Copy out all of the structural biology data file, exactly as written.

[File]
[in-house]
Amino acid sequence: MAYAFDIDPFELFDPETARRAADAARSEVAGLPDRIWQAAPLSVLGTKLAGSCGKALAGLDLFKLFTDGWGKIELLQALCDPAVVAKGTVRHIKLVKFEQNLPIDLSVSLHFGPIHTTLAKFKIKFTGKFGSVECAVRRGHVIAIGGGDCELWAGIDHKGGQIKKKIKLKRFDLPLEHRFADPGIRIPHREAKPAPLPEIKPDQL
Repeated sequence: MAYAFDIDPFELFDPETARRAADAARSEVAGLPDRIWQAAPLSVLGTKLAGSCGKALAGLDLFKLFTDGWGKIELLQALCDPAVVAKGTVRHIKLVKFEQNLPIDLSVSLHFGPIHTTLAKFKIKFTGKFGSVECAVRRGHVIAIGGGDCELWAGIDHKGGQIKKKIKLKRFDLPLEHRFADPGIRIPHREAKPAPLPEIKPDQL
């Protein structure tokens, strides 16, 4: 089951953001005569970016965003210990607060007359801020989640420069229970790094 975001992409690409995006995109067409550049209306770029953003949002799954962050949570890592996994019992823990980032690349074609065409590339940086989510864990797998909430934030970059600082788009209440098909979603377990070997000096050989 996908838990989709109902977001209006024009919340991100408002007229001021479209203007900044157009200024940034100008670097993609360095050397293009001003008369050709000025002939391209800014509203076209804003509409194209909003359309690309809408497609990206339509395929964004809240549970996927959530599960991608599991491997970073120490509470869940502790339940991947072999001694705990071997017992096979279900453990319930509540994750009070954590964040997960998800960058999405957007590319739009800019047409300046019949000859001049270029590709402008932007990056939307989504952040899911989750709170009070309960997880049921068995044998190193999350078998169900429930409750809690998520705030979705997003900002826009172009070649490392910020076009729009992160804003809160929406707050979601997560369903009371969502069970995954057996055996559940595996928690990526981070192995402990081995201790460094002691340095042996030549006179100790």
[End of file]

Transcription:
[in-house]
Amino acid sequence: MAYAFDIDPFELFDPETARRAADAARSEVAGLPDRIWQAAPLSVLGTKLAGSCGKALAGLDLFKLFTDGWGKIELLQALCDPAVVAKGTVRHIKLVKFEQNLPIDLSVSLHFGPIHTTLAKFKIKFTGKFGSVECAVRRGHVIAIGGGDCELWAGIDHKGGQIKKKIKLKRFDLPLEHRFADPGIRIPHREAKPAPLPEIKPDQL
Repeated sequence: MAYAFDIDPFELFDPETARRAADAARSEVAGLPDRIWQAAPLSVLGTKLAGSCGKALAGLDLFKLFTDGWGKIELLQALCDPAVVAKGTVRHIKLVKFEQNLPIDLSVSLHFGPIHTTLAKFKIKFTGKFGSVECAVRRGHVIAIGGGDCELWAGIDHKGGQIKKKIKLKRFDLPLEHRFADPGIRIPHREAKPAPLPEIKPDQL
């Protein structure tokens, strides 16, 4: 089951953001005569970016965003210990607060007359801020989640420069229970790094 975001992409690409995006995109067409550049209306770029953003949002799954962050949570890592996994019992823990980032690349074609065409590339940086989510864990797998909430934030970059600082788009209440098909979603377990070997000096050989 996908838990989709109902977001209006024009919340991100408002007229001021479209203007900044157009200024940034100008670097993609360095050397293009001003008369050709000025002939391209800014509203076209804003509409194209909003359309690309809408497609990206339509395929964004809240549970996927959530599960991608599991491997970073120490509470869940502790339940991947072999001694705990071997017992096979279900453990319930509540994750009070954590964040997960998800960058999405957007590319739009800019047409300046019949000859001049270029590709402008932007990056939307989504952040899911989750709170009070309960997880049921068995044998190193999350078998169900429930409750809690998520705030979705997003900002826009172009070649490392910020076009729009992160804003809160929406707050979601997560369903009371969502069970995954057996055996559940595996928690990526981070192995402990081995201790460094002691340095042996030549006179100790």